Stay focused on long-term goals. "Investors need to see the bigger picture and remain long-term oriented. Typically, losses are more likely in the short term, so investors who make emotional, impulsive decisions could hinder the success of their portfolio," Shepard says.
Buy low, sell high. This requires you to set aside your emotions because you're doing the opposite of what the market is doing, Scarver says. "When the market is at a high, people tend to want to enter the market. However, this is the time to sell what has outperformed in your portfolio and buy what has underperformed. To help you buy low and sell high, pick a time once a year to rebalance your portfolio back to your target asset allocation. This forces you to sell what has become overweight in your portfolio and exceeded its target, and redistribute assets that have become underweight in your portfolio that are below target."
Maximize diversification. Instead of chasing home runs that can lead to underexposure or overexposure in any one sector, focus on seeking consistent returns by investing equally across 11 market sectors to protect against extreme market risks, Cook says.
Examine your motives for making a shift. If you're about to make a change in your portfolio, identify why exactly you're choosing to make that change, Vojdani says. "If the buy or sell decision you are about to undertake is because of a short-term market movement, that decision is probably based off emotion and shouldn't be executed," he says. "If your decisions are based on a long-term views and backed with data, that is more often than not a prudent decision."
Take the news with a grain of salt. Dramatic market news can be a factor injecting higher emotions around your investments. "Tuning out the headlines and everyday noise can be a great factor in limiting how often emotions will impact your portfolio," Vojdani says. "Reading insights from trusted sources or consulting with a financial advisor can prove immensely helpful. Also, data such as quarterly earnings and transcripts of quarterly earnings calls that companies share are great sources in making informed decisions."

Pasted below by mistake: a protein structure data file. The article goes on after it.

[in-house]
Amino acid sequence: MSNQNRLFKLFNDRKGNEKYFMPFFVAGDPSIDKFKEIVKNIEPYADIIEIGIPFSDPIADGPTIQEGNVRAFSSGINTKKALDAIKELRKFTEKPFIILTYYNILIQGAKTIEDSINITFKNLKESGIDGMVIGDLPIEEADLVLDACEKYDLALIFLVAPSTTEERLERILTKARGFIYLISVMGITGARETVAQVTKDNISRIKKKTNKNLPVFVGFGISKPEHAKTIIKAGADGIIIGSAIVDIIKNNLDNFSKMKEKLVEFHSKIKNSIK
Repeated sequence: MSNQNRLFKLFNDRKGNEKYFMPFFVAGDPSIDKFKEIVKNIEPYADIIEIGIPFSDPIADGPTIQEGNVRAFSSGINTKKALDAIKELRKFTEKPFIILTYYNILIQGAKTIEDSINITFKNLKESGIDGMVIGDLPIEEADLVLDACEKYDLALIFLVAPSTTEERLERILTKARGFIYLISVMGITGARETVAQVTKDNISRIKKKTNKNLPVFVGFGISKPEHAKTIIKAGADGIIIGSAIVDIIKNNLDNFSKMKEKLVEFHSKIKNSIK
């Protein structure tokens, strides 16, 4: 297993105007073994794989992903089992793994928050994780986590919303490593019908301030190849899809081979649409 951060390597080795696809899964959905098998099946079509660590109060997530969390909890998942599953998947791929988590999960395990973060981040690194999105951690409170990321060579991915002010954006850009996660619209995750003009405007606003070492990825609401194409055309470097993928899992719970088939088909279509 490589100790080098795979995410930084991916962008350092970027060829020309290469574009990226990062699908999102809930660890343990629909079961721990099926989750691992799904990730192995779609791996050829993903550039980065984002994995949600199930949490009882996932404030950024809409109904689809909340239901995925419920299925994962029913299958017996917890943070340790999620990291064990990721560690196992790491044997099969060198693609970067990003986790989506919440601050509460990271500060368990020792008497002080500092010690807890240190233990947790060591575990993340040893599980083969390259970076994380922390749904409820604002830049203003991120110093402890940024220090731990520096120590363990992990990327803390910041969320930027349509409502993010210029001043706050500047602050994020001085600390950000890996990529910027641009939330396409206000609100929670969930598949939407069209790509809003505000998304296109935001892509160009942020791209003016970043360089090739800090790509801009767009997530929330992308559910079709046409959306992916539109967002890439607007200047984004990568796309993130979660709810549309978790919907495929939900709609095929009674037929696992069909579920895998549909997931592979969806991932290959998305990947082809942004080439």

Create a rules-based approach to investing. "By taking a mechanical approach of setting rules and sticking to them, you can eliminate emotion from the equation," Cook says. "Maintain discipline to limit reactions to the market to when predetermined rules dictate."
Enlist a trusted advisor. Do your homework and work with a coach or advisor that has your best interest in mind, Shepard says. "Emotional trading can cost investors tremendously over a decade, so enlisting the help from a trusted professional will allow an investor to stay on the right track and avoid emotional hiccups," he says.
Kira Brecht is a regular contributor to US News & World Report. She has two decades of experience as a financial journalist and market analyst, writing about the stock and commodity markets, investing and active trader strategies, the economy and the Fed. She empowers individual traders and investors with the skills and knowledge needed to achieve their financial goals. She has passed Level 1 and 2 of the Market Technician's Association (MTA) Chartered Market Technician (CMT) exam. She was managing editor at SFO (Stock, Futures & Options) Magazine for 10 years, creating digital magazine, newsletter and online content aimed at educating the individual investor. She contributes to a variety of publications including TD Ameritrade's Ticker Tape, Dow Jones/Wall Street Journal newswires and Kitco, a precious metals news service. Follow her on Twitter @KiraBrecht. Connect with her on LinkedIn.